Many studies have been conducted to obtain a viable alternative for metallic compartments in heat exchangers. The present research has been conducted to distinctly reveal the performance characteristics of polymer-based composite materials as heat transfer medium. Various prototypes of polymeric fins with different volume fractions for multiwalled-carbon nanotubes, copper as components, and high-density polyethylene (HDPE) as a matrix, were fabricated and stacked around copper pipes as an air/water finned-pipe heat exchanger. The thermal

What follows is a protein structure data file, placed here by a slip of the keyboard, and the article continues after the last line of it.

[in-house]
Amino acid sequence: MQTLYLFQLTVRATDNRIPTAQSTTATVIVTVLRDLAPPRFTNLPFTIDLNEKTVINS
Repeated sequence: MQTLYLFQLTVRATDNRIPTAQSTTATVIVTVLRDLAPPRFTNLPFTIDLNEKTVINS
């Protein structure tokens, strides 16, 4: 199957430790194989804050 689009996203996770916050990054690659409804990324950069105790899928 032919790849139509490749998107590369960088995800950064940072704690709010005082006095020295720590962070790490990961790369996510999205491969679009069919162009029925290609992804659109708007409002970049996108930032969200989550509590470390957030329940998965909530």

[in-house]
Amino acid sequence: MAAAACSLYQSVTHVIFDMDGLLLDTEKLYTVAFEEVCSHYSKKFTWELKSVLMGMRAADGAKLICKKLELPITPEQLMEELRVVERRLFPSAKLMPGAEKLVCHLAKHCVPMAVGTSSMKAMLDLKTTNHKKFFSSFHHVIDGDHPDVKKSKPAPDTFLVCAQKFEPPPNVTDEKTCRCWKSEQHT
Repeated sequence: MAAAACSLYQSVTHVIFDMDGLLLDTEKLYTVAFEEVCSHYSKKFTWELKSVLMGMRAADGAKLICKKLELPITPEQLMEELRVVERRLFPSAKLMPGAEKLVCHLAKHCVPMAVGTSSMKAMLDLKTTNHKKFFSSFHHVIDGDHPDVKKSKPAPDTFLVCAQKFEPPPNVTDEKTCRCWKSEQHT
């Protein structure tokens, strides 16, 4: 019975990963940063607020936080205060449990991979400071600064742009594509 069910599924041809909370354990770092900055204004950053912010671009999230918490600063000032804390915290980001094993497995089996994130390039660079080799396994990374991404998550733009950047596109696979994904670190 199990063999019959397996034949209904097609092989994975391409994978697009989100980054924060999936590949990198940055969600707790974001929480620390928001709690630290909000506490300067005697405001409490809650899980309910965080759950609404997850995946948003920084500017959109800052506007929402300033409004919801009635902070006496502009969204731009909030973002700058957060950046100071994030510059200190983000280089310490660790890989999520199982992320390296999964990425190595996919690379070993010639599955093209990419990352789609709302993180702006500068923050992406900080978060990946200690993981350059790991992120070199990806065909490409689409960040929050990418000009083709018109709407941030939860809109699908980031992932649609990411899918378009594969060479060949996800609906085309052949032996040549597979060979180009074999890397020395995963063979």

performance of each case was tested and compared with those of aluminum fins under the same conditions in a miniature mechanically pumped cooling loop (MPCL). Results indicate that for the airside, the difference between total heat transfer rates of the aluminum heat sink increased more rapidly than that of polymeric cases at the beginning, and became constant when a certain Reynolds number is reached. Further, for the best case of new composite heat sinks, a 451% and 52% enhancement in thermal conductivity and heat rejection were achieved, respectively, compared with the pure HDPE. The thermographic method also was used for better visual comparison among the materials. Finally, numerical simulations using ANSYS Fluent indicated consistency with the experimental results of heat distribution for each case.